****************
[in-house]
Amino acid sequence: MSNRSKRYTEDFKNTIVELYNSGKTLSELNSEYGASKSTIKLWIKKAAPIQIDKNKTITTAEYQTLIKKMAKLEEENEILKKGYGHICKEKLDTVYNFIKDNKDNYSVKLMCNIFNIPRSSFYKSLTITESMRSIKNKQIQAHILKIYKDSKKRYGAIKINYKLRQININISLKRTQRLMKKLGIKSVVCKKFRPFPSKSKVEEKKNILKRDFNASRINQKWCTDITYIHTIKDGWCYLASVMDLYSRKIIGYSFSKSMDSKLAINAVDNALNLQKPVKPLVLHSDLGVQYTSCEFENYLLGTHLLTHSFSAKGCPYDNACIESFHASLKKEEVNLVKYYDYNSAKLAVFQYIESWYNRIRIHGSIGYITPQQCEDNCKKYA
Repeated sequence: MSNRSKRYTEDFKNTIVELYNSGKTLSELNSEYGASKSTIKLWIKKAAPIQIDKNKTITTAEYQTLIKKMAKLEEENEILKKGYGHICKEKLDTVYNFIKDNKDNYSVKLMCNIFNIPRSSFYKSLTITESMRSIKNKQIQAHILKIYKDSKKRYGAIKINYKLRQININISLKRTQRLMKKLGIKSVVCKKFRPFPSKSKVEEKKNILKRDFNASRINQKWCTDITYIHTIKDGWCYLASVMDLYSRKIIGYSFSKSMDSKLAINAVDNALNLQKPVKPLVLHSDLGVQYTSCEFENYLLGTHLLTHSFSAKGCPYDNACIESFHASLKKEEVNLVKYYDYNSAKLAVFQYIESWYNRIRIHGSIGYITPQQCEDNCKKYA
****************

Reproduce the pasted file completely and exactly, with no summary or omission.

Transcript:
[in-house]
Amino acid sequence: MSNRSKRYTEDFKNTIVELYNSGKTLSELNSEYGASKSTIKLWIKKAAPIQIDKNKTITTAEYQTLIKKMAKLEEENEILKKGYGHICKEKLDTVYNFIKDNKDNYSVKLMCNIFNIPRSSFYKSLTITESMRSIKNKQIQAHILKIYKDSKKRYGAIKINYKLRQININISLKRTQRLMKKLGIKSVVCKKFRPFPSKSKVEEKKNILKRDFNASRINQKWCTDITYIHTIKDGWCYLASVMDLYSRKIIGYSFSKSMDSKLAINAVDNALNLQKPVKPLVLHSDLGVQYTSCEFENYLLGTHLLTHSFSAKGCPYDNACIESFHASLKKEEVNLVKYYDYNSAKLAVFQYIESWYNRIRIHGSIGYITPQQCEDNCKKYA
Repeated sequence: MSNRSKRYTEDFKNTIVELYNSGKTLSELNSEYGASKSTIKLWIKKAAPIQIDKNKTITTAEYQTLIKKMAKLEEENEILKKGYGHICKEKLDTVYNFIKDNKDNYSVKLMCNIFNIPRSSFYKSLTITESMRSIKNKQIQAHILKIYKDSKKRYGAIKINYKLRQININISLKRTQRLMKKLGIKSVVCKKFRPFPSKSKVEEKKNILKRDFNASRINQKWCTDITYIHTIKDGWCYLASVMDLYSRKIIGYSFSKSMDSKLAINAVDNALNLQKPVKPLVLHSDLGVQYTSCEFENYLLGTHLLTHSFSAKGCPYDNACIESFHASLKKEEVNLVKYYDYNSAKLAVFQYIESWYNRIRIHGSIGYITPQQCEDNCKKYA